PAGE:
Thursday, December 21, 2006

Welcome to Continental...but before you start....

I started my training with Continental about 4 weeks ago! On the first day of class I was assigned to fly the Boeing 737 and will be based in Newark, NJ. The 737 is the airplane I wanted to fly, but I would have been happy with just about anything they let me have my hands on.

Sometime, over the next few months I will switch bases and be based in Houston, TX. So far, training is going well, I've finished systems training and am now getting into FTD's (Flight Training Devices) and will be "flying" the simulator shortly after the first part of the year. They have me slated to be done with training on Janurary 16th and shortly thereafter, you can see me sitting in the cockpit of one of the many Continental 737's.

Something interesting happened on the first day of class. Various people came in and welcomed us to the "family" but one person caught me off guard. He had a paper for us to sign, but before we signed it, he explained what it all meant.

"We've actually been having some trouble finding good pilots to hire," the man explained. If I was surprised, it was overshadowed by my joy of reaching my dream. "Let's just go over a few points before you sign on the dotted line," the company man chortled. "We're going to send you to the world's most renowned medical center. They'll spend two days probing your body orifices, draining and analyzing your blood, and administering psychological exams. They'll literally take you apart and put you back together. If they find any hint of current or future problems, you're fired and can find your own ride home." "Gee, I think my health is OK," I nervously choked out.

The manager went on, "Good, next we'll evaluate your flying skills in an aircraft you've never been in before. If we don't like the way you perform, you're fired!" I was confident with my flying, but this guy was making me nervous. He continued, "Next, if you're still here, we'll run you through our training program. If during any time in the next 10 years you decide to leave the company, you'll have to reimburse us $20,000, or we'll sue you. Also if you fail to measure up during training, you're fired." The man who was telling us about our dream job listed still more hurdles.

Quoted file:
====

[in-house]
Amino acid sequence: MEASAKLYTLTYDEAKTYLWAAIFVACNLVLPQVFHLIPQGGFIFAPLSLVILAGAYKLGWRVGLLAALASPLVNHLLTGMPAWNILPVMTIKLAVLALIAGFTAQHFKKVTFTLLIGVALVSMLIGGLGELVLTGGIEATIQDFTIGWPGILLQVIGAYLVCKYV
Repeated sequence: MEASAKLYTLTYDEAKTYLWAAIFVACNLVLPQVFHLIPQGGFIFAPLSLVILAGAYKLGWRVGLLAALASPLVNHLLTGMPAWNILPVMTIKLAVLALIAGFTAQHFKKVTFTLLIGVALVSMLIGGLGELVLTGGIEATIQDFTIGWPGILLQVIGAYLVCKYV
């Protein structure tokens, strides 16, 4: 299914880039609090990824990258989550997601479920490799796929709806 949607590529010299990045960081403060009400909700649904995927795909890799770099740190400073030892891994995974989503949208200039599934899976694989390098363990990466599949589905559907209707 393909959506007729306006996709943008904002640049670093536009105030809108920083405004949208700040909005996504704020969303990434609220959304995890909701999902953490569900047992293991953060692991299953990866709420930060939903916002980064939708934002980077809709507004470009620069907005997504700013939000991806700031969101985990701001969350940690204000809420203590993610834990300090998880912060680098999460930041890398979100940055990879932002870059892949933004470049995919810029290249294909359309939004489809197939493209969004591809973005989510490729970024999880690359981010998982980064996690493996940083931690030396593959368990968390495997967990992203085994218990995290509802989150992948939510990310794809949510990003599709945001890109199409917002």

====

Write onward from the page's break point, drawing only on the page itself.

"Each time, before we allow you near one of our multimillion dollar aircraft we'll X-ray your flight bag and luggage, because we don't trust you. Also we'll ask you to pass through a magnetometer each time. If you fail to do so, you'll be arrested and jailed."

"When you've completed your flight, we'll have you provide a urine sample, because we don't trust you to not take drugs. Very soon, we plan to take a blood sample to look for more drugs. Also if you ever fly with another crew member who may have used drugs or alcohol, you must report to us immediately. If you fail to notice that anyone has used these substances, you'll be fired, have your license to fly revoked, and be fined $10,000."

"Every six months, we want you to go back to the medical center for another exam. If they ever find a hint of a problem, your license to fly will be revoked and we'll fire you. Anytime you see a medical person, you must tell us about it so we can see if you need to be grounded and terminated. Also, we need to examine your driving record, and you must tell us if you have even any minor infractions so we can remove you from the cockpit as soon as possible."

"At any time, without notice, a special branch of the government will send one of its inspectors to ride in your aircraft. The inspector will demand to see your papers and license; if your papers are not in order, you'll be removed, fined, terminated, and possibly jailed." "If at any time you make an error in judgment or an honest human mistake, you will be terminated, be fined tens of thousands of dollars, and be dragged through months of court proceedings. The government will make sure you never fly again for any airline."

"You will be well out of town most holidays, weekends, and family events - half our pilots are always on the job at any point in time. Smiling an evil smile now, the manager went on. "Oh, and one last thing to cover. Occasionally, we in management fail to see a trend or the country's economy falls flat on its face. If as a result of one of those events the corporation begins to lose money, you as an employee will be expected to make up the losses from your paycheck."

"Now sign here," he pointed, grinning as he handed me a pen. With my heart pounding and tears coming out of my eyes, I signed the paper and got ready for a fun life at Continental. It's amazing what people will do to fly airplanes!

(The above is what some people refer to as humor, they didn't ask us to do any of that and I'm very happy to be with my new company. Continental Airlines has been more than welcoming to myself and all the new-hires. I can't wait to get out of training and start flying again!)

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